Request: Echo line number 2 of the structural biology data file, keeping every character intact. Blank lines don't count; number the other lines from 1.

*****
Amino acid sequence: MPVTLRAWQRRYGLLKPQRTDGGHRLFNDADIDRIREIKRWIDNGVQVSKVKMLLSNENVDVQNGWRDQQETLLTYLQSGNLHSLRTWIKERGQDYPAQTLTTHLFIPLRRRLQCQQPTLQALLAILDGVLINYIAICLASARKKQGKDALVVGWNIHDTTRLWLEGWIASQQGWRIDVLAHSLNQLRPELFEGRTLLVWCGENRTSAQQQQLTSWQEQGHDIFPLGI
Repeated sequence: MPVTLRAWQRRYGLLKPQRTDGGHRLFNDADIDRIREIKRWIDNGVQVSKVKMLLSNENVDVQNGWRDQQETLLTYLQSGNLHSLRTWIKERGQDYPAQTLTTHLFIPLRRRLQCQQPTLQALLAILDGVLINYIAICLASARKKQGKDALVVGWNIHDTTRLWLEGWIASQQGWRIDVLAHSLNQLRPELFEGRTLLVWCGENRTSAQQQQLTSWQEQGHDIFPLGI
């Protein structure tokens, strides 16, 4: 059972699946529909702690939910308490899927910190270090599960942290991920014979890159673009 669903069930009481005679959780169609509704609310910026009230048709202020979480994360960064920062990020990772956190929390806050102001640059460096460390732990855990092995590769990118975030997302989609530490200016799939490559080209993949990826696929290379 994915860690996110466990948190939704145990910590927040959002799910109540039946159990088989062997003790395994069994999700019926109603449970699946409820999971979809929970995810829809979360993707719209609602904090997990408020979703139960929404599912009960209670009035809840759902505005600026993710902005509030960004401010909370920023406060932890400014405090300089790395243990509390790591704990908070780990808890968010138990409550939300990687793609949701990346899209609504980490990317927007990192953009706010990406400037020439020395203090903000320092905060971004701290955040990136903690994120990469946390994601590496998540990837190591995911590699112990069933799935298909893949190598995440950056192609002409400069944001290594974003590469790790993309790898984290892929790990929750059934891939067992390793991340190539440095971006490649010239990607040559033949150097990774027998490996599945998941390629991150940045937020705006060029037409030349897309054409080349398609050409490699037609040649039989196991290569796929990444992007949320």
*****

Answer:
Repeated sequence: MPVTLRAWQRRYGLLKPQRTDGGHRLFNDADIDRIREIKRWIDNGVQVSKVKMLLSNENVDVQNGWRDQQETLLTYLQSGNLHSLRTWIKERGQDYPAQTLTTHLFIPLRRRLQCQQPTLQALLAILDGVLINYIAICLASARKKQGKDALVVGWNIHDTTRLWLEGWIASQQGWRIDVLAHSLNQLRPELFEGRTLLVWCGENRTSAQQQQLTSWQEQGHDIFPLGI